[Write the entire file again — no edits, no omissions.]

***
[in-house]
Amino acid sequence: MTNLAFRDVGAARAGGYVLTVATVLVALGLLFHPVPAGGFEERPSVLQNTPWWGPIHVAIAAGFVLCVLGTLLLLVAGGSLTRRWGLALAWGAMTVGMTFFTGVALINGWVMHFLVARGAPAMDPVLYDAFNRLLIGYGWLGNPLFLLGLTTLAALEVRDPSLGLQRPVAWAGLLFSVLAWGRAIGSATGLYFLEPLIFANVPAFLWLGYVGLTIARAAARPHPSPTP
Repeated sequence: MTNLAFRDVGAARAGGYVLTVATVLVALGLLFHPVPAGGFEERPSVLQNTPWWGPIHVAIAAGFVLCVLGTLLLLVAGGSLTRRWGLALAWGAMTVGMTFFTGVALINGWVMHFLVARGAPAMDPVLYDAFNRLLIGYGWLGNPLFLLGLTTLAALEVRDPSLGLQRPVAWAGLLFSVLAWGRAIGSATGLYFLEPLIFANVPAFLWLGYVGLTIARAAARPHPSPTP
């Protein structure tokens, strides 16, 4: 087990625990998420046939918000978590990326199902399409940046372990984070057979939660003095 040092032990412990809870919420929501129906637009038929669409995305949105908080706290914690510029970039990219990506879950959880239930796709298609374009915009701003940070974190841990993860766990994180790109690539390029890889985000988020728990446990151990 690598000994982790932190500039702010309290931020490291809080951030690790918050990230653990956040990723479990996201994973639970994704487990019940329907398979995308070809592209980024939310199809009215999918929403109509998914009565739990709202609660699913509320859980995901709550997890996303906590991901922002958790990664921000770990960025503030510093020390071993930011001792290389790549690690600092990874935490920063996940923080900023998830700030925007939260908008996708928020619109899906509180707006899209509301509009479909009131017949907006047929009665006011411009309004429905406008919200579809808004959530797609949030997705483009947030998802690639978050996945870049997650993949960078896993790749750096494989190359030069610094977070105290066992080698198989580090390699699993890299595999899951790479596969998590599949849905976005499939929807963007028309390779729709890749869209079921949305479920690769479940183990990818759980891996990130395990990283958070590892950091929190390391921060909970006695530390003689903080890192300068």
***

[in-house]
Amino acid sequence: MTNLAFRDVGAARAGGYVLTVATVLVALGLLFHPVPAGGFEERPSVLQNTPWWGPIHVAIAAGFVLCVLGTLLLLVAGGSLTRRWGLALAWGAMTVGMTFFTGVALINGWVMHFLVARGAPAMDPVLYDAFNRLLIGYGWLGNPLFLLGLTTLAALEVRDPSLGLQRPVAWAGLLFSVLAWGRAIGSATGLYFLEPLIFANVPAFLWLGYVGLTIARAAARPHPSPTP
Repeated sequence: MTNLAFRDVGAARAGGYVLTVATVLVALGLLFHPVPAGGFEERPSVLQNTPWWGPIHVAIAAGFVLCVLGTLLLLVAGGSLTRRWGLALAWGAMTVGMTFFTGVALINGWVMHFLVARGAPAMDPVLYDAFNRLLIGYGWLGNPLFLLGLTTLAALEVRDPSLGLQRPVAWAGLLFSVLAWGRAIGSATGLYFLEPLIFANVPAFLWLGYVGLTIARAAARPHPSPTP
């Protein structure tokens, strides 16, 4: 087990625990998420046939918000978590990326199902399409940046372990984070057979939660003095 040092032990412990809870919420929501129906637009038929669409995305949105908080706290914690510029970039990219990506879950959880239930796709298609374009915009701003940070974190841990993860766990994180790109690539390029890889985000988020728990446990151990 690598000994982790932190500039702010309290931020490291809080951030690790918050990230653990956040990723479990996201994973639970994704487990019940329907398979995308070809592209980024939310199809009215999918929403109509998914009565739990709202609660699913509320859980995901709550997890996303906590991901922002958790990664921000770990960025503030510093020390071993930011001792290389790549690690600092990874935490920063996940923080900023998830700030925007939260908008996708928020619109899906509180707006899209509301509009479909009131017949907006047929009665006011411009309004429905406008919200579809808004959530797609949030997705483009947030998802690639978050996945870049997650993949960078896993790749750096494989190359030069610094977070105290066992080698198989580090390699699993890299595999899951790479596969998590599949849905976005499939929807963007028309390779729709890749869209079921949305479920690769479940183990990818759980891996990130395990990283958070590892950091929190390391921060909970006695530390003689903080890192300068």